Dear Parents, Guardians & Students,
As you very likely know, each year students in all public schools are required by the state to participate in the Massachusetts Comprehensive Assessment System, better known as the MCAS tests. In each of the last two years, The Maynard Public Schools have not met its participation goal of 95%. Last year we increased from below 90% to above 90%, but were still below our minimum target of 95%. A low participation rate can reduce the Maynard Public Schools accountability rating with the state with potential ramifications for school and district governance. As our schools are, and ought to be, a source of pride for our town, I would hope that all parents will encourage their children's participation in the state assessments this year.
State Commissioner of Education Mitchell Chester recently sent a communication to all public schools on the important topic of student assessment. Below is the entire communication we received from the commissioner. I urge you to read through it at your convenience.
Principal of Maynard High School
News from Commissioner Mitchell Chester & the MA Department of Elementary and Secondary Education
March 6, 2017
Dear Superintendents, Charter School Leaders, and Principals,
Please feel free to share the following information with parents, teachers, and your school community.
This spring marks the start of the next-generation MCAS assessments in English language arts and math in grades 3-8. After considering for several years how to best update our already strong statewide assessment, the Board of Elementary and Secondary Education voted in November 2015 to maintain a test unique to our Commonwealth that would draw some of its questions from the existing MCAS, some of its questions from the PARCC assessment developed by a consortium of states, and some questions created specifically for the next-generation MCAS. This spring is the debut of that new test.
The Board also voted to transition to computer-based testing. For the next-generation MCAS tests this spring, most students will take the computer-based version in grades 4 and 8. Many schools have also chosen computer-based testing in grades 3, 5, 6, and 7; the remainder will be taking the paper version.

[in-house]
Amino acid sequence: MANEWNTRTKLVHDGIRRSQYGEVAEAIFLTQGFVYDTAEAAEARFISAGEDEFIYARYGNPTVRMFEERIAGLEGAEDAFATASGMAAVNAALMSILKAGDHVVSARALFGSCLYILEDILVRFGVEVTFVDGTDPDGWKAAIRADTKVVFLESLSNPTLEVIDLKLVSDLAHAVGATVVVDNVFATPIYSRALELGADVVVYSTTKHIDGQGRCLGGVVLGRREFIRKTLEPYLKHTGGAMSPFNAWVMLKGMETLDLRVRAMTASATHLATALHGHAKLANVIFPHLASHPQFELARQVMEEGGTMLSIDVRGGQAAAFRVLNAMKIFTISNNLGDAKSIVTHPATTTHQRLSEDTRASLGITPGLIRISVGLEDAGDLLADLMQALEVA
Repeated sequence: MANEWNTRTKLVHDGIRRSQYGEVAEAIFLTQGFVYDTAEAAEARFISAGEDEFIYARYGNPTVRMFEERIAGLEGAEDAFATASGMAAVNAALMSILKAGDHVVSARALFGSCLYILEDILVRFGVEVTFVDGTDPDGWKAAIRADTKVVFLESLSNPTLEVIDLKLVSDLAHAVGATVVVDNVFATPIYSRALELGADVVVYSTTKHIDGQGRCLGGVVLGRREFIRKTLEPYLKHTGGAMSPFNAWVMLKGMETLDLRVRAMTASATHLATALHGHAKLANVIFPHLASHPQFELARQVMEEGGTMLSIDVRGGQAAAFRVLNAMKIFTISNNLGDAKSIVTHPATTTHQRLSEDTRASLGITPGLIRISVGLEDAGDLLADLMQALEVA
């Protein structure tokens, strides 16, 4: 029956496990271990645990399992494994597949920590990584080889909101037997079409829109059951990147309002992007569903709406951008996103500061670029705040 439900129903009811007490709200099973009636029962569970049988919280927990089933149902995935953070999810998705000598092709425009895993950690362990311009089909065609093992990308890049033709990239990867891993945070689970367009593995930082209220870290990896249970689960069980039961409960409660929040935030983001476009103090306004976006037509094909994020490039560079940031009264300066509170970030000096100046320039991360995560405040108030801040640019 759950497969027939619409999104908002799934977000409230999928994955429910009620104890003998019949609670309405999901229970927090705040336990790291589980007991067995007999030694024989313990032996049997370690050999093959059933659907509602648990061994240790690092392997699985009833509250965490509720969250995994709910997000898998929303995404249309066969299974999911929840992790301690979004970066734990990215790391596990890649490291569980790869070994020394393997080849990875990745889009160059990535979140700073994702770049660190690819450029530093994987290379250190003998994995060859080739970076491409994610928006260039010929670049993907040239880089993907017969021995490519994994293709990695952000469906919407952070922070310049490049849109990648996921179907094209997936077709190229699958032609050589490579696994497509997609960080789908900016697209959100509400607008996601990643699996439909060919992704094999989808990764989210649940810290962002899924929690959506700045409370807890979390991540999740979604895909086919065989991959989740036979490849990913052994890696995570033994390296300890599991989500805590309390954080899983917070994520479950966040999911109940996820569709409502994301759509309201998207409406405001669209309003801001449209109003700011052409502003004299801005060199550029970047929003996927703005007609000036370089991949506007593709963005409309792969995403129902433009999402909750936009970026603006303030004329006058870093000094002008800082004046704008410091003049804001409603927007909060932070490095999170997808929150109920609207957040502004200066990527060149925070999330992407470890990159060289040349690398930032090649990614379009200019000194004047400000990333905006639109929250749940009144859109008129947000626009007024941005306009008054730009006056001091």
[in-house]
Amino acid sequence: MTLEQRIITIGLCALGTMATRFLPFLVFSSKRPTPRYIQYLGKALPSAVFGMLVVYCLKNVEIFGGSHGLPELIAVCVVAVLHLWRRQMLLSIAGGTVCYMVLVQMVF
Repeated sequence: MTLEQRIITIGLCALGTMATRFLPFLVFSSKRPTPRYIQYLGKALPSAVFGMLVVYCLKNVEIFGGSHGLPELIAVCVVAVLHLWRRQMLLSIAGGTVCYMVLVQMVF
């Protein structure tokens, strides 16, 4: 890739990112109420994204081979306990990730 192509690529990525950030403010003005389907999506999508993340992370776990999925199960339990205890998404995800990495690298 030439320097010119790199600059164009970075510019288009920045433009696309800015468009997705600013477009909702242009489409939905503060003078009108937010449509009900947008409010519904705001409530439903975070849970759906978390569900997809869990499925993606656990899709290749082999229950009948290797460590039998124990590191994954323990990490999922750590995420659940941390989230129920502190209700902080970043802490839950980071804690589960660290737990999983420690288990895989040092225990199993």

Many people ask us why we conduct statewide testing. These tests are required by both state and federal law, but more importantly:
• Test results help parents gauge whether their children are making academic progress.
• Test results help educators identify strengths and weaknesses in their curricula and instructional methods.
• A student’s participation in statewide testing helps provide context to other students in the same school, students in other schools within the district, and students in other districts. Failure to participate denies this perspective not only to the student who refuses to participate, but to other students and parents in the school, district, and statewide.
• Test results help the state target additional resources to underperforming schools.
• Test results help document our progress to the Governor and the Legislature as we seek to ensure adequate funding for all our schools.
MCAS was first instituted as part of the 1993 Education Reform Law. The programs and funding in that law have led to nearly a quarter-century of steady improvement in our K-12 schools. Today Massachusetts is number one in the nation in elementary and secondary education.
Refusal to Participate in State Tests
Every year, some families ask whether students are allowed to opt-out of taking a statewide test. In brief, the answer is no. Testing is a mandatory part of the curriculum, the same as a spelling test or math test, and statewide assessments are most useful when all students take them. Neither the Commonwealth nor Congress provides an opt-out provision. Tenth graders who refuse to take MCAS jeopardize their high school diploma. In addition, refusals to test can impact a school’s accountability rating. The accountability system is set up to encourage high participation rates (if it weren't, results would not be reflective of school-wide achievement). The federal Every Student Succeeds Act (ESSA) requires a 95 percent participation rate. Schools with a lower participation rate run the risk of having their accountability rating lowered.
Under draft regulations that the Board of Elementary and Secondary Education sent out for public comment on February 28, 2017, schools and districts that fall below a 90 percent participation rate will have their accountability status set to Level 3 (out of 5). Further, the 2016-17 and 2017-18 participation rates will be combined to determine participation rates for the 2017-18 accountability levels. In other words, refusals to test in spring 2017 could impact a school's accountability rating for two years.
Students who refuse to take the MCAS test may remain in the testing room as long as they are sitting quietly and are not interfering with other students. If a student becomes disruptive, they should be removed from the testing room and placed in a safe location until testing is completed and regular classroom instruction resumes. Given that statewide standardized tests are a legal requirement, it is my department's expectation that all students will participate.
More information about the next-generation MCAS, including information for parents, is available online at our MCAS page at http://www.doe.mass.edu/mcas/. Questions relating to testing refusals can be directed to Deputy Commissioner Jeff Wulfson at firstname.lastname@example.org.
Mitchell D. Chester